Rhubarb 2019

ST EDWARD’S r h u b a r b 24


Let it Roar, Let it Rage, We Shall Come Through By Chris Nathan , School Archivist

its pupils present at the time and those who had left and were fighting and dying. Henry Kendall is the main player in this book. His profile was so overwhelming at the time that he dominated everything at the School and was held in the very highest regard by his pupils, governors, his Common Room, parents and, perhaps above all, his OSE. This adoration was not 100% but his detractors were in the minority and he was undoubtedly the glue that held the School together in very difficult times. Trying to track down all those shown on the School’s Roll of Honour has been a true labour of love and even after many months of effort there are still some gaps in the knowledge of how some met their end. If the Great War book is anything to go by, once this book is published family members or others will come forward with the missing pieces! Wherever possible I have tried to let those at the School at that time have their say and quote them verbatim even if the

This new book is a companion to Members of a Very Noble Friendship (2015) which I wrote about the School and the Great War. Like that book, it is written in a chronological format, tracing events as they occurred from 1939 onwards to 1945 and the immediate post-war years. The storyline follows life on the various war fronts where OSE, Common Room and other staff were fighting, while at the same time giving an idea of what life was like back in Oxford at the School itself. The difference between the two books is that, this time around, there was some ‘living testament’ to tap into which proved invaluable. No less than four OSE living at that time – Theodor Abrahamsen, Derek Henderson, John Woodcock and Michael Barham – were all given early proofs, which they diligently read through before coming back with wise comments and additions.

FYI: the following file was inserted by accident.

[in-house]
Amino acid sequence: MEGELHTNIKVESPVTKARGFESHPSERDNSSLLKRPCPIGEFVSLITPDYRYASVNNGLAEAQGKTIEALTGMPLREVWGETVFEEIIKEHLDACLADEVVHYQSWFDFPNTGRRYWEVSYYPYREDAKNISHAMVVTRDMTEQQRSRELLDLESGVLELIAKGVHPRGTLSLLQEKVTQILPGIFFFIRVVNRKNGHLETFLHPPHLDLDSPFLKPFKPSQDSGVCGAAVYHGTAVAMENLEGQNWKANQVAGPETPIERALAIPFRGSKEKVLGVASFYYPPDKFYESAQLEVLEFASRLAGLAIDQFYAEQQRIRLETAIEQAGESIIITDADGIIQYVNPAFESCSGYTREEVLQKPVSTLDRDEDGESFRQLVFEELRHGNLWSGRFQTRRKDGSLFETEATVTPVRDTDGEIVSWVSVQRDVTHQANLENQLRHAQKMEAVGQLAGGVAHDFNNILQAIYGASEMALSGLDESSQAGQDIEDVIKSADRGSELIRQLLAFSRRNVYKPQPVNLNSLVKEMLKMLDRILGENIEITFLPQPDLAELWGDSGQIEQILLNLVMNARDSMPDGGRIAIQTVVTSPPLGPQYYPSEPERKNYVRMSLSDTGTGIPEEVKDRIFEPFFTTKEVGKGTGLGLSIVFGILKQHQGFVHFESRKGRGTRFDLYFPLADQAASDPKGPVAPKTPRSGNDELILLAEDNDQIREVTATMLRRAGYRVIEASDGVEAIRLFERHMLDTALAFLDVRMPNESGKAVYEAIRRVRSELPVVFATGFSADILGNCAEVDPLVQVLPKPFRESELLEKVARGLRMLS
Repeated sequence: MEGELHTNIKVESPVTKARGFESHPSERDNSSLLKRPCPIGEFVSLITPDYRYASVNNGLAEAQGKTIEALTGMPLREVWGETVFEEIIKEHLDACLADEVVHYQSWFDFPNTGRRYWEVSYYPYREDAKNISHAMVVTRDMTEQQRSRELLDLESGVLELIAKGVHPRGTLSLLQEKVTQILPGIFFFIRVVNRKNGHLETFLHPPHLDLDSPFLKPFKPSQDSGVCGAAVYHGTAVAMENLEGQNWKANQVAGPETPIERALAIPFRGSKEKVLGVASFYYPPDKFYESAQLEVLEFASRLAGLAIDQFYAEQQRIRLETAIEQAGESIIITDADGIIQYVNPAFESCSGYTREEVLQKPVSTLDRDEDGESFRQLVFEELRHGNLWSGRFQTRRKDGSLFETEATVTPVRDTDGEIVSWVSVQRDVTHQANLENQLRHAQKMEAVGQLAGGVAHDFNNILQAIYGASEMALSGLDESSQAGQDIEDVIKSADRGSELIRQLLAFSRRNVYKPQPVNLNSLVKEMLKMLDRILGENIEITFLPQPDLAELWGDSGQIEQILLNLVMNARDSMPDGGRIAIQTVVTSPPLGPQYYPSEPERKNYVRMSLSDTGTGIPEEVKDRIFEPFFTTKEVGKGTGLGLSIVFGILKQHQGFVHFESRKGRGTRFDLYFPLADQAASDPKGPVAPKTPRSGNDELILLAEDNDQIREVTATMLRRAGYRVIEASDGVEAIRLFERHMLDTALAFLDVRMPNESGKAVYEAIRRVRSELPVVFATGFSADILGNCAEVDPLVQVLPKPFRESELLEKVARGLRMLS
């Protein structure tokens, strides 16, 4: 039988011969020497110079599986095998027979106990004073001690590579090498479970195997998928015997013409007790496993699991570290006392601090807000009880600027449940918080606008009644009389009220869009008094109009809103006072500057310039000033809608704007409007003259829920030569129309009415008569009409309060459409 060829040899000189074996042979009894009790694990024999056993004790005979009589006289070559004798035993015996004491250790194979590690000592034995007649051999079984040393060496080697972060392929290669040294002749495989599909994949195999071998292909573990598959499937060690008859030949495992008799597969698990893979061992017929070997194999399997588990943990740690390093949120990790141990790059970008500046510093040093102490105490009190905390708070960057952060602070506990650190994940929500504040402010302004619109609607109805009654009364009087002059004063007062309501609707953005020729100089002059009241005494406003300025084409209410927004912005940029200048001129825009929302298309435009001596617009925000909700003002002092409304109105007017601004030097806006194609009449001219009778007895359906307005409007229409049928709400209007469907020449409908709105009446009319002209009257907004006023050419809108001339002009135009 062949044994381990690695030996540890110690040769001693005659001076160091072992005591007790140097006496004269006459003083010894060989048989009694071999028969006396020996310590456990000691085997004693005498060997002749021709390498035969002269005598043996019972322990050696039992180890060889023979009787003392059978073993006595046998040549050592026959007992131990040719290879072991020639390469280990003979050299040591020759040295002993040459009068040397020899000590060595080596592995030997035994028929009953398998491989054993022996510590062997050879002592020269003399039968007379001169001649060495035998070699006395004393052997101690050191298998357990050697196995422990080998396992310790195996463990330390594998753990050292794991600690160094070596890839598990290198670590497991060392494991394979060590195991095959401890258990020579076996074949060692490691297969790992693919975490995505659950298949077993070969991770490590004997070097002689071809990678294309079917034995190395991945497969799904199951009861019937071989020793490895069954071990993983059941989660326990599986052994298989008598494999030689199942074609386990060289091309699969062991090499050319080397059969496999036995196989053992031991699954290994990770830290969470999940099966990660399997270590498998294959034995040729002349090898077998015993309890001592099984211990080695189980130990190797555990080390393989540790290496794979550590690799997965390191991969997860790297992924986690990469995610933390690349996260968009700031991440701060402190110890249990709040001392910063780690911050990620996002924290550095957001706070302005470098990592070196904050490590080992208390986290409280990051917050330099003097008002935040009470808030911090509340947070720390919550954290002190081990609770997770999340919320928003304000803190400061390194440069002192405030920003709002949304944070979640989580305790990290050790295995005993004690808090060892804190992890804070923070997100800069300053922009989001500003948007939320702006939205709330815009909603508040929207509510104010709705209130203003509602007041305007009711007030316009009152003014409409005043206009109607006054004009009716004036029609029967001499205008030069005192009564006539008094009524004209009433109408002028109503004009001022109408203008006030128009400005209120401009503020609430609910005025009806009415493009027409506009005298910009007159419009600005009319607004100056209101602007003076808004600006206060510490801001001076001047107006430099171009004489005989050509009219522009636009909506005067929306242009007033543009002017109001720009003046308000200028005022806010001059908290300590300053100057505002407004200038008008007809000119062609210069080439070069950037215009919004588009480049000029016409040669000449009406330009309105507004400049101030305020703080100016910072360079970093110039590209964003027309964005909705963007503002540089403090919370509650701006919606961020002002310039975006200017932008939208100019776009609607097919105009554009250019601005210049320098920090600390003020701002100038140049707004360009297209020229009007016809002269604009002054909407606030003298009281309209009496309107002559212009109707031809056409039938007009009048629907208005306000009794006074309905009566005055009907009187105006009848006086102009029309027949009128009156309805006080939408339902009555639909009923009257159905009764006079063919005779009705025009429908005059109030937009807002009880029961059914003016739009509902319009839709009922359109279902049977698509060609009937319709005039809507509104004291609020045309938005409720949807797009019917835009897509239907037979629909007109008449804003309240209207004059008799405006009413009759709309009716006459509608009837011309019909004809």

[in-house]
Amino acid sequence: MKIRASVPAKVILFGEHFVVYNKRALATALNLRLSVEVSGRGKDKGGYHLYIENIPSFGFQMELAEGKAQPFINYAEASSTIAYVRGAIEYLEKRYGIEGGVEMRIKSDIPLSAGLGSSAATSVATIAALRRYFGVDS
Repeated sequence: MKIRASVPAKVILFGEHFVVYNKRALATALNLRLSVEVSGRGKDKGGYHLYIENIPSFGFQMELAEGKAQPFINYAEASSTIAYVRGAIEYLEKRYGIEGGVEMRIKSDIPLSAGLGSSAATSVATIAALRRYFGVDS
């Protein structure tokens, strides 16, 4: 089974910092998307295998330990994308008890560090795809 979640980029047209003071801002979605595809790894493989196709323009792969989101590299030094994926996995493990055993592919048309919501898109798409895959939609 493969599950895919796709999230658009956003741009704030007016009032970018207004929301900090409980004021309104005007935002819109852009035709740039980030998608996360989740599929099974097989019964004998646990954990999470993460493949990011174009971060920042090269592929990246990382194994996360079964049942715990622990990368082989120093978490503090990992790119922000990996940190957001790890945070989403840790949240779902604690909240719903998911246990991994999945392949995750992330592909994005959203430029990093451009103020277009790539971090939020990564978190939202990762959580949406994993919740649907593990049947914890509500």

It is gratifying to note that they all enjoyed the book. Over the last two years I have also interviewed several other OSE, either face-to-face, or by telephone or mail, to learn about their experiences. The school archives were a rich reservoir of information including a wealth of correspondence that I received in 2004, for another more general war book about the School. Many of those correspondents have sadly now passed on. Families, regimental diarists, researchers, school archivists, war authors and knowledgeable people in this arena have been consulted and have been most generous with their fund of knowledge. Although it has been necessary to follow the outline history of the war and include salient leaders, dates and facts, the focus of the book is the part played by the School,

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